(Water)falling into Life

A short story I wrote based on when I fell off that waterfall a few weeks ago.

 

I think the most telling feature of time passing isn’t the days and nights, the sun and moon, but rather, the external features of your body. It’s the cuts that bleed and then slowly start to heal over, fresh skin to cover the old. It’s the bruises that turn from purple to blue to yellow and then leave completely. It’s the growing nails, the longer hair, the smile that gradually turns into a frown. These features all remind you that time is passing, whether you ignore it like a dog or watch it like a clockmaker, it’s passing and taking you with it. With each healed cut, faded bruise, and broken nail, you’re left wondering what the hell you did in all that time.

I pondered the strange human concept of time as I scratched the bug bites on my leg, reopening a small cut that never seems to heal. In my two weeks in Colombia, the only thing I’ve gained so far are cuts and bruises, and perhaps a word or two to add to my limited Spanish vocabulary. Of course the country was beautiful, with its mountains and jungles, and verdant colors that were such a change from the gray sky and corn-yellow dreariness of rural Wisconsin, but as every fresh-faced high school graduate embarking on their first journey outside of the walls that swallowed up four years of their life, I was looking to find myself. What that means, I don’t know, but I sure hoped that somewhere between the Spanish lessons and hikes through the jungle a coconut would fall on my head and I’d wake up with a renewed zest for life and a purpose full of passion. But with each recovering scratch and chipped nail, I’m reminded that time is passing and taking me right along with it.

On one of those hot Colombian days where you feel like doing everything and nothing all at once, I let another volunteer persuade me into embarking on a journey to some secret waterfalls nearby. We took a cab up a mountain, our driver throwing back Spanish words the entire way up, with no regards to the fact that hardly any of us understood what he was saying. We did ask about the pink little girl’s shoe he kept in his passenger door, and he rambled back something along the lines of it being for good luck. Looking back on it, it could quite possibly be the essence of that shoe that saved my life later that afternoon.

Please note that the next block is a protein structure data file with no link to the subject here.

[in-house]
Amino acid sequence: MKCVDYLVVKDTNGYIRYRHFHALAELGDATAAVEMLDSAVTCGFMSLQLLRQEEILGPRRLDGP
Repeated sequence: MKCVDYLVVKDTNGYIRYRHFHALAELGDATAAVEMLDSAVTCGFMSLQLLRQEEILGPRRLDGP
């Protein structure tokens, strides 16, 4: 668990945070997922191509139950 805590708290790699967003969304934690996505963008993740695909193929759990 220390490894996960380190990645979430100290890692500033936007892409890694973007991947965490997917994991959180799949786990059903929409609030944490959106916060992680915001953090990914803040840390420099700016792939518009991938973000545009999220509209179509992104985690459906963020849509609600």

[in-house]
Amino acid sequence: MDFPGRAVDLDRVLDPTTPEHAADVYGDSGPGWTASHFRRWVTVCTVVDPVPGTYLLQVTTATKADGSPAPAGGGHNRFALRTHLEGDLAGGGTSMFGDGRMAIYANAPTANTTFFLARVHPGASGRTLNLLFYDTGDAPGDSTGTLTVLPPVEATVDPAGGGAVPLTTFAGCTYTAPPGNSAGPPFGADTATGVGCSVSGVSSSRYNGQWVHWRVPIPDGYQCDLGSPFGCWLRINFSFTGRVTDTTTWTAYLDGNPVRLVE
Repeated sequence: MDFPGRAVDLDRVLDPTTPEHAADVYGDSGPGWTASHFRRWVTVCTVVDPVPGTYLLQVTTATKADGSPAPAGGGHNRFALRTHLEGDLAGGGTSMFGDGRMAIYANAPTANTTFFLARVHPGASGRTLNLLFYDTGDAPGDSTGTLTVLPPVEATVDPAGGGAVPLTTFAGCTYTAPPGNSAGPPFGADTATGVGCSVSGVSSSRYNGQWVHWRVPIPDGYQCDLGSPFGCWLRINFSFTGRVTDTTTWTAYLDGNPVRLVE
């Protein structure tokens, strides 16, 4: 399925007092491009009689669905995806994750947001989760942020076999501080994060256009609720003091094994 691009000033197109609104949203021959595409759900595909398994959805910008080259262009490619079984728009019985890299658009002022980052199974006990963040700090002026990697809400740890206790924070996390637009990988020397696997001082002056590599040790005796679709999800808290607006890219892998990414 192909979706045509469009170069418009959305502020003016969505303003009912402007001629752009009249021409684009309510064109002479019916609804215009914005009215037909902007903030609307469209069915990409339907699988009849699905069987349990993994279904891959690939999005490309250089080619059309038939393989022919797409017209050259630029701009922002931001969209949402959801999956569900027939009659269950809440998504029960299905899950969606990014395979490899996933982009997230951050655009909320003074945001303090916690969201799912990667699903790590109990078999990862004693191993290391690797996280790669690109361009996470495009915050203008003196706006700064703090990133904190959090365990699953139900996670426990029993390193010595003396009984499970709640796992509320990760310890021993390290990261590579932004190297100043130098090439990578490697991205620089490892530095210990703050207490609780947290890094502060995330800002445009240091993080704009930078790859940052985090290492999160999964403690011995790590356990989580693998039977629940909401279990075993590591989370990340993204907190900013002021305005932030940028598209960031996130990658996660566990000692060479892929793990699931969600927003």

We disembarked near the top of the mountain and began towards a farm of a friend, who was absent so we were greeted by his great big human attack machine of a dog, aptly named Princessa, despite the fact that he (yes, he) acted anything but princess-like. He was only dissuaded from eating our arms off by the barb fence between us. The farmhand, whom I fondly refer to as Cowboy, destroyed our illusion of safety when he swung the gate wide open and the dog charged. After a few loud barks from the dog, and a few barking orders from Cowboy in rapidly fired Spanish, the dog backed off and sheepishly retreated. Whew, that little pink shoe must have been helping me already.

Cowboy greeted us warmly and his daughter brought out some delicious smoothies, before leading us down the treacherous slope to the waterfall. The hike down was only an hour, but the sweat pouring down my back was like a broken shower head that releases water slowly at first, and then all at once just comes streaming out. I had hoped that going through the jungle we’d see a monkey or two, but the nature only provided me with trees full of fiery ants ready to attack (and attack they did, I have 3 recovering bites to prove it) and overgrown plants that I tried to grab onto to prevent me from sliding down the steep slope, but ripped out of the ground at the last minute, betraying me and leaving me on my ass.